The project proposes to pump carbon captured from the Houston area into rock formations under the sea floor of the Gulf Coast.
Exxon and other oil producers are exploring carbon capture technology as a means to enable continued fossil fuel production, whereas green activists oppose it because they think emphasis should be on emissions reductions rather than storage.
ExxonMobil lost more than $22 billion last year and has pledged to spend more on green projects. It estimates the carbon capture market will be worth $2 trillion by 2040.
Cost of Financing Coal Goes Up
A University of Oxford study has revealed that investors are demanding much higher returns from investments in coal than they are when investing in renewables.
According to the study, investors expect a return of around 10% on solar projects, whereas over the past few years, they have increased the expected returns on coal investments to 40% in light of the greater risk of stranded assets.
Between 2015 and 2020, the cost of financing renewables also fell by more than 15%, while the cost of financing coal plants has risen by more than 30%.
On the other hand, the cost of oil and gas financing has seen increases of less than 5%, and the cost of financing offshore oil production has actually fallen by more than 40%.
In line with this, loan volumes for oil and gas have also increased, while loan volumes for coal mines have declined.
However, Asia continues to make steady investments in coal-powered plants. Investments in unconventional oil and gas, such as shale, have consistently declined over the past decade, the researchers said.
Maine Reviews Credits for Solar Energy Sold to the Grid
Maine lawmakers are considering legislation that would affect the amount of money paid to owners of domestic and community solar rooftop systems for the surplus energy they sell to the grid.
During sunny months, domestic and commercial solar panel owners generate more power than they need and sell the surplus to the state utility. In return, they are given credits in a practice known as net energy billing that allows them to use the credits they have accumulated to offset their electricity bills during the winter when they must rely on the state utility for power.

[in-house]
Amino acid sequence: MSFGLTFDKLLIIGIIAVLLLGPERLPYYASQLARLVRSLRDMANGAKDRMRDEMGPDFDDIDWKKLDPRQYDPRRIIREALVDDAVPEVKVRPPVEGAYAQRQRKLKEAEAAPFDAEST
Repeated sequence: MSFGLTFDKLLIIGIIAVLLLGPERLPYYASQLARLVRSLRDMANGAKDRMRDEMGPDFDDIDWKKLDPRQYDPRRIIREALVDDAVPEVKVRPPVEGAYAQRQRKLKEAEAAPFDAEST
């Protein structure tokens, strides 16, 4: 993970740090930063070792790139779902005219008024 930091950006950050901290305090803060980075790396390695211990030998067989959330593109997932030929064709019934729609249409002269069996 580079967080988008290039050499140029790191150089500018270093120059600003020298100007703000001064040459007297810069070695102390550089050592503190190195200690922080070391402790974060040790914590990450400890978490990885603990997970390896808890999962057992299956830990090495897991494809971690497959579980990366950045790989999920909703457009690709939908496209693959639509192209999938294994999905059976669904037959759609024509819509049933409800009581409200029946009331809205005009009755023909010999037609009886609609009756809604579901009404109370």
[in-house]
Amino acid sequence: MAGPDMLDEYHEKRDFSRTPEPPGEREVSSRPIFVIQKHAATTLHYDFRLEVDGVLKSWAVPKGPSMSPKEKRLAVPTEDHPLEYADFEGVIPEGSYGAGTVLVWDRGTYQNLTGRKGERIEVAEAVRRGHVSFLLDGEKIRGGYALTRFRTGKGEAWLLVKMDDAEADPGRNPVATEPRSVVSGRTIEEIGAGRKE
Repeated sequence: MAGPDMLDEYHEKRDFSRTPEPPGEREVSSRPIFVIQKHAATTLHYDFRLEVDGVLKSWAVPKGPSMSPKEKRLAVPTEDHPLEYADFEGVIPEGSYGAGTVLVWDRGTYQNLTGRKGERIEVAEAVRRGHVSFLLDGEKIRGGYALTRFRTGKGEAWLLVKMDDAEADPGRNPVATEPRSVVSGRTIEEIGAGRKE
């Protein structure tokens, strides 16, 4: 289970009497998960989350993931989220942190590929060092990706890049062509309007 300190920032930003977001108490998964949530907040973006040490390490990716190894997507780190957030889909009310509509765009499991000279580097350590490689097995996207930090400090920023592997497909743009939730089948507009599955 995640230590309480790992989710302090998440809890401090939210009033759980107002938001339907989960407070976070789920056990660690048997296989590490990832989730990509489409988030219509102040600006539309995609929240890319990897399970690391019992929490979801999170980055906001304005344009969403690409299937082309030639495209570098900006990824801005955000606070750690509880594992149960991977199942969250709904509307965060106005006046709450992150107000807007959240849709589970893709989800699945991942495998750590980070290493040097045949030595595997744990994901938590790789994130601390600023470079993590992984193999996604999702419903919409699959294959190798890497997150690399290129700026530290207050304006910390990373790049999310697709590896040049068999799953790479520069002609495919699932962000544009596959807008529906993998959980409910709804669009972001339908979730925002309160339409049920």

Each state handles net energy billing differently, and the way they do so determines how much each customer receives.
There is some concern that the utility companies are being asked to pay too much for the energy homeowners and businesses with solar systems supply and that the high rates paid to owners of home and commercial solar systems will eventually be passed on to other consumers.
Of particular concern are large megawatt solar projects that consist of several acres of solar panels.
Though solar power is considered an important component of Maine’s clean energy portfolio to fight climate change, there is concern about the need to balance the environmental benefits with their financial impact.
Israel Looks to Reduce Emissions by 80%
Israel has announced that by 2050 it will cut greenhouse gas emissions by 80% despite its rapidly growing population density and increased power demand of 2.8% per year.
The country’s energy ministry says it is doable in light of new global trends, including the greater use of hydrogen and natural gas as well as the innovation of digital and smart grids. The country also hopes to reduce emissions in the electricity sector by around 80% by 2050.
It says it will close all coal mines by 2025, which would be the fastest rate in the world.
To determine its emissions reduction targets, the country carried out 2,000 simulations of potential scenarios and took into consideration its lack of space for large solar plants, lack of renewable energy sources such as wind, and the fact that it is strong in innovation.
Facebook Achieves 100% Renewables for Power
Facebook announced that it has now acquired enough renewable energy to run all of its operations globally, which included buying sufficient clean energy to match the energy use of its employees working from home.
The company had also cut carbon emissions drastically since 2017, mainly in the data centers that power its servers and in its offices. Ongoing emissions from construction projects will be offset by investments in reforestation and carbon removal projects.
In 2018 and 2019, Facebook was the top corporate buyer of clean energy.
It has 63 renewable projects located on the same electrical grids as its data centers and has contracted for more than 6 gigawatts of wind and solar energy from across the United States and in five other countries.
Facebook says it will now be turning its attention to its supply chain, with the goal of making that net zero by 2030.
Other tech giants — including Microsoft, Amazon, and Google — have also announced ambitious emissions reduction targets.
Opinion writer: Jewel Fraser